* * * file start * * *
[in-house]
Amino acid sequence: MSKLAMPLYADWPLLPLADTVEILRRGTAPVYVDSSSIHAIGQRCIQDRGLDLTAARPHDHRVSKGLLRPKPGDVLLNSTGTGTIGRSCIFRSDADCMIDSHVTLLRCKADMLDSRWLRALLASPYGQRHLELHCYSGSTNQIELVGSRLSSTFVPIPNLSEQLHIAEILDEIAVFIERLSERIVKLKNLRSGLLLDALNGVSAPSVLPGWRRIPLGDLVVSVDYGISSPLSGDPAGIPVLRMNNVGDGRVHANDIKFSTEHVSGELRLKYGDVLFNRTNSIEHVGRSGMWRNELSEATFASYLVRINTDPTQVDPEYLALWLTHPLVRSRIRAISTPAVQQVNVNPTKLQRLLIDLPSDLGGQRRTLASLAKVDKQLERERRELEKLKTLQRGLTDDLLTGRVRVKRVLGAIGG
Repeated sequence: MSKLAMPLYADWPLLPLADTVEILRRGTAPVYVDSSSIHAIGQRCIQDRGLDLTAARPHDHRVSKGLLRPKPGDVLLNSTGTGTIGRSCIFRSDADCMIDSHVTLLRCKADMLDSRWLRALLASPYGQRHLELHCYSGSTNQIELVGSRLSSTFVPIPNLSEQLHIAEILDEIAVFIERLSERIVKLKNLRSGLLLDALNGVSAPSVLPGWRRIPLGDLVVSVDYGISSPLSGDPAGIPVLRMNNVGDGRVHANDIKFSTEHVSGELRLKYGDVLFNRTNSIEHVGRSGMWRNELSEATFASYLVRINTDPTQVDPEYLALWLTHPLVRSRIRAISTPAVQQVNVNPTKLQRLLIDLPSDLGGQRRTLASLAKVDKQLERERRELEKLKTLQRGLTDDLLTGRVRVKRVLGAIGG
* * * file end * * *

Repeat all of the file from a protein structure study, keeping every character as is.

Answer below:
[in-house]
Amino acid sequence: MSKLAMPLYADWPLLPLADTVEILRRGTAPVYVDSSSIHAIGQRCIQDRGLDLTAARPHDHRVSKGLLRPKPGDVLLNSTGTGTIGRSCIFRSDADCMIDSHVTLLRCKADMLDSRWLRALLASPYGQRHLELHCYSGSTNQIELVGSRLSSTFVPIPNLSEQLHIAEILDEIAVFIERLSERIVKLKNLRSGLLLDALNGVSAPSVLPGWRRIPLGDLVVSVDYGISSPLSGDPAGIPVLRMNNVGDGRVHANDIKFSTEHVSGELRLKYGDVLFNRTNSIEHVGRSGMWRNELSEATFASYLVRINTDPTQVDPEYLALWLTHPLVRSRIRAISTPAVQQVNVNPTKLQRLLIDLPSDLGGQRRTLASLAKVDKQLERERRELEKLKTLQRGLTDDLLTGRVRVKRVLGAIGG
Repeated sequence: MSKLAMPLYADWPLLPLADTVEILRRGTAPVYVDSSSIHAIGQRCIQDRGLDLTAARPHDHRVSKGLLRPKPGDVLLNSTGTGTIGRSCIFRSDADCMIDSHVTLLRCKADMLDSRWLRALLASPYGQRHLELHCYSGSTNQIELVGSRLSSTFVPIPNLSEQLHIAEILDEIAVFIERLSERIVKLKNLRSGLLLDALNGVSAPSVLPGWRRIPLGDLVVSVDYGISSPLSGDPAGIPVLRMNNVGDGRVHANDIKFSTEHVSGELRLKYGDVLFNRTNSIEHVGRSGMWRNELSEATFASYLVRINTDPTQVDPEYLALWLTHPLVRSRIRAISTPAVQQVNVNPTKLQRLLIDLPSDLGGQRRTLASLAKVDKQLERERRELEKLKTLQRGLTDDLLTGRVRVKRVLGAIGG